Vitamin C

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Vitamin C is a water-soluble vitamin found in abundance in foods such as peppers, citrus fruits, broccoli and strawberries. Most animals can synthesize vitamin C endogenously, but humans cannot. Vitamin C is known for its antioxidant properties and ability to fight free radicals. A free radical can be thought of as an “unhealthy” molecule and can harm cells. As cells become damaged, this is what can cause health problems. Many factors can cause free radicals, such as stress, diet, pollution and other environmental factors.

In the 1700s, scurvy was a common problem for sailors on long trips out at sea, causing symptoms such as bleeding gums, poor wound-healing, depression, seizures, and other symptoms leading to death. In 1747, a Scottish Naval surgeon, James Lind, discovered citrus fruits, high in vitamin C, can prevent scurvy. Today scurvy is relatively rare in the United States, but can be a problem in malnourished populations around the world.

Immune system

Vitamin C, also known as ascorbic acid, is a potent antioxidant, which supports the body's defense mechanism against free radicals.

Diving into our immune system a little more - immunity can be broken down into innate immunity and adaptive immunity. Innate immunity is our first line of defense - physical barriers, chemical barriers and cellular defenses. Adaptive immunity, also known as acquired immunity, is our second line of defense (think antibodies). Vitamin C can contribute to immune functioning by supporting our various cellular functions (both innate and adaptive). Neutrophils are a part of the innate immune system and are the body’s primary defenders against invading pathogens.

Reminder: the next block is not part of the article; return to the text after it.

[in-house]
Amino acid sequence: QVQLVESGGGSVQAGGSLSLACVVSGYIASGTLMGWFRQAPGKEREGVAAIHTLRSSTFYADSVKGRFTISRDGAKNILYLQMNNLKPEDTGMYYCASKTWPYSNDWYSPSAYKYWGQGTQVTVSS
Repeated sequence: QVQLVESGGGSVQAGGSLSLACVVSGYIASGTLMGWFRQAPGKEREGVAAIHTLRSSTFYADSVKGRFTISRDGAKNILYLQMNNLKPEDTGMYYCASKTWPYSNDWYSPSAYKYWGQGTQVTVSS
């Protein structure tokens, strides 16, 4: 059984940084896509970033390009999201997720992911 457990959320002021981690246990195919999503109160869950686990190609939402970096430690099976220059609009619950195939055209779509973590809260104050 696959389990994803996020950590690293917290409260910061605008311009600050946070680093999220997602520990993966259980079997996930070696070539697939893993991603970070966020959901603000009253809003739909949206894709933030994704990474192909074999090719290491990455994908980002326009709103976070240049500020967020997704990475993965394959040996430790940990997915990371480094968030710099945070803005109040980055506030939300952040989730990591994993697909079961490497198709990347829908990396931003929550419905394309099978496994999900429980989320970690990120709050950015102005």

One study showed the link between Vitamin C and neutrophils. This study was over the course of eight weeks and had 35 participants who consumed two Gold kiwifruit a day, which was estimated to be approximately 259 mg of Vitamin C. Plasma vitamin C levels were monitored weekly and rose to saturation after one week of supplementation. Neutrophil vitamin C levels were measured at week four (baseline) and saw a significant increase at week eight (supplementation interval)(1).

  1. Enhanced Human Neutrophil Vitamin C Status, Chemotaxis and Oxidant Generation Following Dietary Supplementation with Vitamin C-Rich SunGold Kiwifruit.

    Bozonet SM, Carr AC, Pullar JM and Vissers MCM, Nutrients, 2015

Nutrition Gaps

Vitamin C is an essential micronutrient for humans and we don’t produce it in the body. Therefore, it’s important to obtain it through your diet and supplementation.

Support your healthy eating patterns by adding this beneficial nutrient. Fruits and vegetables are loaded with key nutrients such as dietary fiber, potassium and choline - they are also packed with Vitamin C. If your plate isn’t too colorful everyday, you may want to consider supplementation to help with your vitamin C intake.

  1. Vitamin C - Health Professional Fact Sheet

    Office of Dietary Supplements, National Institutes of Health, 2016